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  • November 2009
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August Wilson Center Opens

       If you don’t know who August Wilson is, you need to. He’s the most notable  playwright ever born in Pittsburgh. His Pittsburgh cycle is a series of ten plays that captures the spirit and cadence of  African -American life  during each decade of the twentieth century.  And he’s the only person ever to  receive his high school diploma from the Carnegie Library of Pittsburgh.

According to Contemporary Authors on infotrac, “Wilson felt his real education began when he was 16.” Before he entered high school, he grew up  in a 2-room apartment in mixed race community in the Hill District where people accepted one another. But that ended when he, his mother and five siblings  moved to Hazlewood.

He entered Central Catholic High School in 1959 as the only African-American student in the prestigous school. He was left notes everyday that said something like ,”Go home, Nigger.” Large groups of  guys waited to fight  him after school and his principal often sent him home  on a taxi. What the principal didn’t know, Wilson has said, is those same guys waited for him in the mornings. “I got in a lot of fights, ” he said  in Conversations with August Wilson.

He left Central Catholic to study auto mechanics at Connelly School but that class was full so he ended up making tin cups in metal sheeting. Half the day was spent in classes at the fifth grade level. Feeling unchallenged, Wilson  transfered to Gladstone High School. 

When a teacher accused him of having his sisters write a  term paper he did on Napoleon, Wilson walked out. He spent the next  two weeks playing basketball outside the principal’s office. He later admitted he hoped someone would come out of the school to see why he was there. No one ever did.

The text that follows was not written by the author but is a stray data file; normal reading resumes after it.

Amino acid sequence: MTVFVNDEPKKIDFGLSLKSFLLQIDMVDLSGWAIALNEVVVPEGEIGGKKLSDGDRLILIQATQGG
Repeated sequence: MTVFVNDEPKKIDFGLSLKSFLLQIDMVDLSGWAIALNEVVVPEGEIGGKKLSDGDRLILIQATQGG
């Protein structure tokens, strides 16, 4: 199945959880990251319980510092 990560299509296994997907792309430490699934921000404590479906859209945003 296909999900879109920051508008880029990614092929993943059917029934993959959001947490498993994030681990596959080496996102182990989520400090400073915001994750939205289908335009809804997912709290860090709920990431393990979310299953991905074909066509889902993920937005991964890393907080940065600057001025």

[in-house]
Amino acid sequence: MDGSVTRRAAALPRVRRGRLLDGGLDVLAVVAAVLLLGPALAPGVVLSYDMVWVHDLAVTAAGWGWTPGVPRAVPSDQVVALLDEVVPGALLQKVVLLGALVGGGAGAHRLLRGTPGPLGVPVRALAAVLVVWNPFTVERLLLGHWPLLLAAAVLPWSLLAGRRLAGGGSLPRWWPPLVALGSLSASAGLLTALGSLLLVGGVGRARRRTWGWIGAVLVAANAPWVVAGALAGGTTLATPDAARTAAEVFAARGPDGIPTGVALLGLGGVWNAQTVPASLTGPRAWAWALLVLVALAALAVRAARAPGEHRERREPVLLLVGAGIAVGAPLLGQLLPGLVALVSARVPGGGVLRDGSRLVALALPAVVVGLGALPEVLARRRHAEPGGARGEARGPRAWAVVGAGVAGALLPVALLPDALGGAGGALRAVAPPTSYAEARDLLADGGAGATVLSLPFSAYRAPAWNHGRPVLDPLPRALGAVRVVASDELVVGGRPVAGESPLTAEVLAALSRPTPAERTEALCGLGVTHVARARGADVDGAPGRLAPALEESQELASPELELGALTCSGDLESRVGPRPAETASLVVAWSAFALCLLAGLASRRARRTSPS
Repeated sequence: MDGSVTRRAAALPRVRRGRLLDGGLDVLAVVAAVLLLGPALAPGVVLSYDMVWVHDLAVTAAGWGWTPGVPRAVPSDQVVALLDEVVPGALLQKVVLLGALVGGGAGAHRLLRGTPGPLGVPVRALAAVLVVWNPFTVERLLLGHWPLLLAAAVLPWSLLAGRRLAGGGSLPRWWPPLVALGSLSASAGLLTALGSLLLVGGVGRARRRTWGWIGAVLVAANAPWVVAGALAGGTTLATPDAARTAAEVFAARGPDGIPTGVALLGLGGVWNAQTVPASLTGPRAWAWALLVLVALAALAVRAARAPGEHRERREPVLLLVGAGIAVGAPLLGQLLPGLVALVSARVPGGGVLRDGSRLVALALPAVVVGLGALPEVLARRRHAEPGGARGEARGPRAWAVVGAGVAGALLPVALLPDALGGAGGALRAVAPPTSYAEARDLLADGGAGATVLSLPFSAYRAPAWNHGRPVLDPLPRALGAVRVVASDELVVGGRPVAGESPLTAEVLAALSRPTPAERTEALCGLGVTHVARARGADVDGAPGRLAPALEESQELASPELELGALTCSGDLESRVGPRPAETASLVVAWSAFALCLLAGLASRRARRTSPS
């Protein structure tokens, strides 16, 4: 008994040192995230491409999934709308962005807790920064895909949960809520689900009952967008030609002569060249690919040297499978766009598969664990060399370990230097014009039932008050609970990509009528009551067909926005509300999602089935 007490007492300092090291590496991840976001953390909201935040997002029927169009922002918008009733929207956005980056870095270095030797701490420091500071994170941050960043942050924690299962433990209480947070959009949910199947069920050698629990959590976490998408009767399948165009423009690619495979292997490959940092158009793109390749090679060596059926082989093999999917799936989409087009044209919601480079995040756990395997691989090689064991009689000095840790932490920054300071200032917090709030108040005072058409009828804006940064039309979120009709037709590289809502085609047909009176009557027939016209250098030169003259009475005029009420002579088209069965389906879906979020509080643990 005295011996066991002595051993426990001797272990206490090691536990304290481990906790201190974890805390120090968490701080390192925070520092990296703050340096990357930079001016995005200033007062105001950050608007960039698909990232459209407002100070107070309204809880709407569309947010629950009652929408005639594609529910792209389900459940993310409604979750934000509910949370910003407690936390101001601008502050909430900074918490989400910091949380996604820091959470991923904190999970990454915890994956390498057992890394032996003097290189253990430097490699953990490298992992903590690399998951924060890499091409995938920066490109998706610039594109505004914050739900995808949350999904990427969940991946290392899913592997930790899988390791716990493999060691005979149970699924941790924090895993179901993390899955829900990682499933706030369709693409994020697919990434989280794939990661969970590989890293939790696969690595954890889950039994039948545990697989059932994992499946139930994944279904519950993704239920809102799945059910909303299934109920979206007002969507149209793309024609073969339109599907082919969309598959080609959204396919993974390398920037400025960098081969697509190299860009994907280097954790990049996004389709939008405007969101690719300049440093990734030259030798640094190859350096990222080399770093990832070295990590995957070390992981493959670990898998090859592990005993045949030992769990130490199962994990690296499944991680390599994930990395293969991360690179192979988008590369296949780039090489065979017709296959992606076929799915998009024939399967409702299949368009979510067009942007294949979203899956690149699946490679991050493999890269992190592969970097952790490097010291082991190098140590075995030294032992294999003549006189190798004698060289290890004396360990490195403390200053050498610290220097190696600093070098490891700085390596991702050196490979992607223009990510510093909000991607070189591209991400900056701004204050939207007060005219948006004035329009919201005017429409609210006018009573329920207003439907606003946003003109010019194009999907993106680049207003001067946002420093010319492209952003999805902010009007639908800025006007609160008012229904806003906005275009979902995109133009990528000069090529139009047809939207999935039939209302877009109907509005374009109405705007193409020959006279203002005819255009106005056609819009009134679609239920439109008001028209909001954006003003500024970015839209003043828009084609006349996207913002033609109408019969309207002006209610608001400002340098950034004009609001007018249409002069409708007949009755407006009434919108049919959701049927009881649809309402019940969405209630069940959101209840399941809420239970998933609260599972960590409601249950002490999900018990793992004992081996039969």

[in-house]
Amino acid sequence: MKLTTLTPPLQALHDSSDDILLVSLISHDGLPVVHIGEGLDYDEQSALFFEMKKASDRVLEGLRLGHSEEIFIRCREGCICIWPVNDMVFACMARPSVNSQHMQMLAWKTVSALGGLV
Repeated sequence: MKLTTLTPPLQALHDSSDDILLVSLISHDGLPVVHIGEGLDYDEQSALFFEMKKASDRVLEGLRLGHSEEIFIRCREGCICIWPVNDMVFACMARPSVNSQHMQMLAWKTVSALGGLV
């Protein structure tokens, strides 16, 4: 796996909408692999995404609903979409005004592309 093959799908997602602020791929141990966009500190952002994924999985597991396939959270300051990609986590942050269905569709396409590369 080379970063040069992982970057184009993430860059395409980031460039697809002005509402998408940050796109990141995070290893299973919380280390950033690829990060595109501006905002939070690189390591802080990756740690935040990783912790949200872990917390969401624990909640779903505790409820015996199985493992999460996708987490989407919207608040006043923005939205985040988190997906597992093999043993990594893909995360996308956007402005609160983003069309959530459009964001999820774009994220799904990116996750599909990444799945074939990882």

Wilson began educating himself at the Carnegie Library.  He sent poems to black publications at the University of Pittsbugh which published them. Eventually he wrote plays that received a Pulitzer Prize, a Tony Award and more.

The reason I’m writing about August Wilson, other than his life makes a remarkable story, is because The August Wilson Center for African-American Culture recently opened and  several of his plays are being performed during this week and next.  Here’s the schedule: http://www.augustwilsoncenter.org/events/index.php

Although you can read his plays, I hightly recommend seeing them. They’re not to everyone’s liking but I love their poetry, their mystical, mythical spiritualism coupled with down-to-earth characters living in historical times.

If you want to read some August Wilson for yourself, here’s a few of his plays:

FencesFences set in 1997

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 Jitney set in 1977

Piano Lesson

 

 

 

    The  Piano Lesson set in 1936

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